Pre-enforcement: consider the defaulter: deceased customers: deceased estates passing to the Crown
If a person dies intestate (without leaving a will) and there appears to be no relative to inherit, the estate is deemed bona vacantia (literally ownerless goods) and passes to the Crown where it may be administered:
- in England and Wales by the Treasury Solicitor
- in Northern Ireland by the Crown Solicitor as the Treasury Solicitor’s nominee
- in Scotland by the Queen’s and Lord Treasurer’s Remembrancer
- in the Duchies of Cornwall and Lancaster by Farrer & Co, solicitors.
The Estates Group within the Bona Vacantia Division of the Treasury Solicitor each year deals with about 2,000 solvent estates with a net value of more than £500. They advertise for entitled relatives to come forward and if none do will administer the property and rights vesting in the Crown.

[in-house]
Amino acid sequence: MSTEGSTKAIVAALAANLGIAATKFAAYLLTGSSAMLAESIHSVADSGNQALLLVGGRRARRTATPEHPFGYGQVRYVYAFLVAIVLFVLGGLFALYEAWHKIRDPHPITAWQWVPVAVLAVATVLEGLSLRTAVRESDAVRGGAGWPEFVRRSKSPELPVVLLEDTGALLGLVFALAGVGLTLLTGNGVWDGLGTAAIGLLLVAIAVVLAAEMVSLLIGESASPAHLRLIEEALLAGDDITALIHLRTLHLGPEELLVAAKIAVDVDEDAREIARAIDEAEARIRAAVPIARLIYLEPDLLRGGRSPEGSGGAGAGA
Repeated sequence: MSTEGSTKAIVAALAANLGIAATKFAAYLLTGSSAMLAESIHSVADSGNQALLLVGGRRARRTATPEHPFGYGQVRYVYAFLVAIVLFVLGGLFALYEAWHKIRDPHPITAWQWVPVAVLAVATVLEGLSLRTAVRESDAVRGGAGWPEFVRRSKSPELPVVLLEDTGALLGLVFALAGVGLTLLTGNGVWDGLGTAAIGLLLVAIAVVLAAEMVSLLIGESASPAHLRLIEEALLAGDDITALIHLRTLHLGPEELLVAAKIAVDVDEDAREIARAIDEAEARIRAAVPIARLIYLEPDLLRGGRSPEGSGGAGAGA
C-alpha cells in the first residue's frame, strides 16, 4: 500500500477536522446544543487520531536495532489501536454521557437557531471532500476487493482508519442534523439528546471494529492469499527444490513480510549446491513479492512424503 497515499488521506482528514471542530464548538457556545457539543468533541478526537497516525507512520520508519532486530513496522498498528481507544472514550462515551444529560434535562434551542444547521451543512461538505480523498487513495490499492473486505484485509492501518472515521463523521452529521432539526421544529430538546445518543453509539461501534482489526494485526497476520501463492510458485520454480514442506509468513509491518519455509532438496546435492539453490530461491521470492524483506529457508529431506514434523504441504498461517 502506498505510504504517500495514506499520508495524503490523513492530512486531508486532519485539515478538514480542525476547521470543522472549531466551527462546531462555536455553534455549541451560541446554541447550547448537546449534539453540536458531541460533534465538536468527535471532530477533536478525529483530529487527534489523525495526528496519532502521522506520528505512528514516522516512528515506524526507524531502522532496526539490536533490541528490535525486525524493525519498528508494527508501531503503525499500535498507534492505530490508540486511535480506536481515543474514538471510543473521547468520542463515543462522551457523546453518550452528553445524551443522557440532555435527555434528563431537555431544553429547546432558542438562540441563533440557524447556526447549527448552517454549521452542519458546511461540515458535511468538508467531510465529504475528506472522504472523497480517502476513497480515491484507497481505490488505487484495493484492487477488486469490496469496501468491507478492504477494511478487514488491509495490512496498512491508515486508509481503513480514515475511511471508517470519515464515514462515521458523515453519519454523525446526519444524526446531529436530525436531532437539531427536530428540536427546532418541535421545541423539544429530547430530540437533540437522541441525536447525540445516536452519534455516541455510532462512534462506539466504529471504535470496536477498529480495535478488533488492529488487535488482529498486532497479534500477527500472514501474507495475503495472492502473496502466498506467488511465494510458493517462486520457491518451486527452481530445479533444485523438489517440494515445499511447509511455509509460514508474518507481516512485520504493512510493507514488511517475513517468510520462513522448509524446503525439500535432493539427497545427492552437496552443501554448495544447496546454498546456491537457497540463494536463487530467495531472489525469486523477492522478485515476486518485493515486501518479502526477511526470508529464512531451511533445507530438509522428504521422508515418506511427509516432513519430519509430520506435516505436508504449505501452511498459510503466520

A person who considers they may be entitled to estate proceeds can make a claim to the Treasury Solicitor who will generally pay entitled relatives in full or may make a discretionary payment to non-entitled individuals.
If you are made aware that an estate has passed to the Crown:
- check the website at to find out if the estate is being administered and if it is
- write to the relevant body with details of HMRC’s debt.